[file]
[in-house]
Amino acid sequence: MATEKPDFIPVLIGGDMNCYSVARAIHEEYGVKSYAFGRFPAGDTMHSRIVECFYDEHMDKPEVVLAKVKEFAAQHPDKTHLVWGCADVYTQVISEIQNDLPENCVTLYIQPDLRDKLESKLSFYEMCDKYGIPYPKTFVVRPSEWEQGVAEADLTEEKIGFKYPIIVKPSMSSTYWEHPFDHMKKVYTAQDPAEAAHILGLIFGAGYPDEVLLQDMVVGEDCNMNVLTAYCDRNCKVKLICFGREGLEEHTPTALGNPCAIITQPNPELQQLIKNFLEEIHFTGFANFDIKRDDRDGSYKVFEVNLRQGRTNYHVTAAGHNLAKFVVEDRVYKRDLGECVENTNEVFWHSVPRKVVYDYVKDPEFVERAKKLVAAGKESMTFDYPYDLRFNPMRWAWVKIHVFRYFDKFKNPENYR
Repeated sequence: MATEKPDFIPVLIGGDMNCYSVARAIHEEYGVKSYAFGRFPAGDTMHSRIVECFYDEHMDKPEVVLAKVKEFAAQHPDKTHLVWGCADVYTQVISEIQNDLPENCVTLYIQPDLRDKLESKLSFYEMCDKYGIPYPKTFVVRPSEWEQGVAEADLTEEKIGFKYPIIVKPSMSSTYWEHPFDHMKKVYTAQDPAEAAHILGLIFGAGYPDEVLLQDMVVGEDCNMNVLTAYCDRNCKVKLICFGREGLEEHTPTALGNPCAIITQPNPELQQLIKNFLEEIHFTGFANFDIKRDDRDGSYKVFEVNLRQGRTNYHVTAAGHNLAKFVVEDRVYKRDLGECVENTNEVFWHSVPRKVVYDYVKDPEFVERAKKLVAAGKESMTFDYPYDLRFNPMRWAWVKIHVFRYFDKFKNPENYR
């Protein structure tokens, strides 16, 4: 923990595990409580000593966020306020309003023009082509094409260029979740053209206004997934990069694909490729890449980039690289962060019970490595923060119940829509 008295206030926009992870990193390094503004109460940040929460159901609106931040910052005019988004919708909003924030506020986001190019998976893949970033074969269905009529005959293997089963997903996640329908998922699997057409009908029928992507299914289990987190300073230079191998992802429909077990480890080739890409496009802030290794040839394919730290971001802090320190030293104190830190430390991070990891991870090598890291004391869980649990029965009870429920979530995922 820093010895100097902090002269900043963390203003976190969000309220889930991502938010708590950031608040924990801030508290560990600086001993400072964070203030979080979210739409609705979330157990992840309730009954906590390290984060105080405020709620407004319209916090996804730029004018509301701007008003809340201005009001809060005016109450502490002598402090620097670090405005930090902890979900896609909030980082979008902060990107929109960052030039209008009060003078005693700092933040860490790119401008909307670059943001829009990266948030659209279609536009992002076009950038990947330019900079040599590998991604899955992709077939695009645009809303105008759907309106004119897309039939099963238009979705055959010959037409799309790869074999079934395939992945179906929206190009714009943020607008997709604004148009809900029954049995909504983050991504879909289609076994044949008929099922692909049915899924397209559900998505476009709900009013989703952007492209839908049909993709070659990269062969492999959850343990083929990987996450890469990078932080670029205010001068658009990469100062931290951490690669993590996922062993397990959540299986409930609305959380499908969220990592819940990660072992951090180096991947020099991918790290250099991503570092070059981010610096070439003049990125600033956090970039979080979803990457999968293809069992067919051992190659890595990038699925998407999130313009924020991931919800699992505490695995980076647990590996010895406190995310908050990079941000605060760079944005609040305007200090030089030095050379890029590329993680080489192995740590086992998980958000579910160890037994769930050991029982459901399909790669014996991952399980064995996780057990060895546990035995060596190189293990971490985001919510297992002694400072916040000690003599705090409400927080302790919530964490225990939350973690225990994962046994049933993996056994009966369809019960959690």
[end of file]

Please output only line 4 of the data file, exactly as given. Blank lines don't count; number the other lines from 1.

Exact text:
């Protein structure tokens, strides 16, 4: 923990595990409580000593966020306020309003023009082509094409260029979740053209206004997934990069694909490729890449980039690289962060019970490595923060119940829509 008295206030926009992870990193390094503004109460940040929460159901609106931040910052005019988004919708909003924030506020986001190019998976893949970033074969269905009529005959293997089963997903996640329908998922699997057409009908029928992507299914289990987190300073230079191998992802429909077990480890080739890409496009802030290794040839394919730290971001802090320190030293104190830190430390991070990891991870090598890291004391869980649990029965009870429920979530995922 820093010895100097902090002269900043963390203003976190969000309220889930991502938010708590950031608040924990801030508290560990600086001993400072964070203030979080979210739409609705979330157990992840309730009954906590390290984060105080405020709620407004319209916090996804730029004018509301701007008003809340201005009001809060005016109450502490002598402090620097670090405005930090902890979900896609909030980082979008902060990107929109960052030039209008009060003078005693700092933040860490790119401008909307670059943001829009990266948030659209279609536009992002076009950038990947330019900079040599590998991604899955992709077939695009645009809303105008759907309106004119897309039939099963238009979705055959010959037409799309790869074999079934395939992945179906929206190009714009943020607008997709604004148009809900029954049995909504983050991504879909289609076994044949008929099922692909049915899924397209559900998505476009709900009013989703952007492209839908049909993709070659990269062969492999959850343990083929990987996450890469990078932080670029205010001068658009990469100062931290951490690669993590996922062993397990959540299986409930609305959380499908969220990592819940990660072992951090180096991947020099991918790290250099991503570092070059981010610096070439003049990125600033956090970039979080979803990457999968293809069992067919051992190659890595990038699925998407999130313009924020991931919800699992505490695995980076647990590996010895406190995310908050990079941000605060760079944005609040305007200090030089030095050379890029590329993680080489192995740590086992998980958000579910160890037994769930050991029982459901399909790669014996991952399980064995996780057990060895546990035995060596190189293990971490985001919510297992002694400072916040000690003599705090409400927080302790919530964490225990939350973690225990994962046994049933993996056994009966369809019960959690």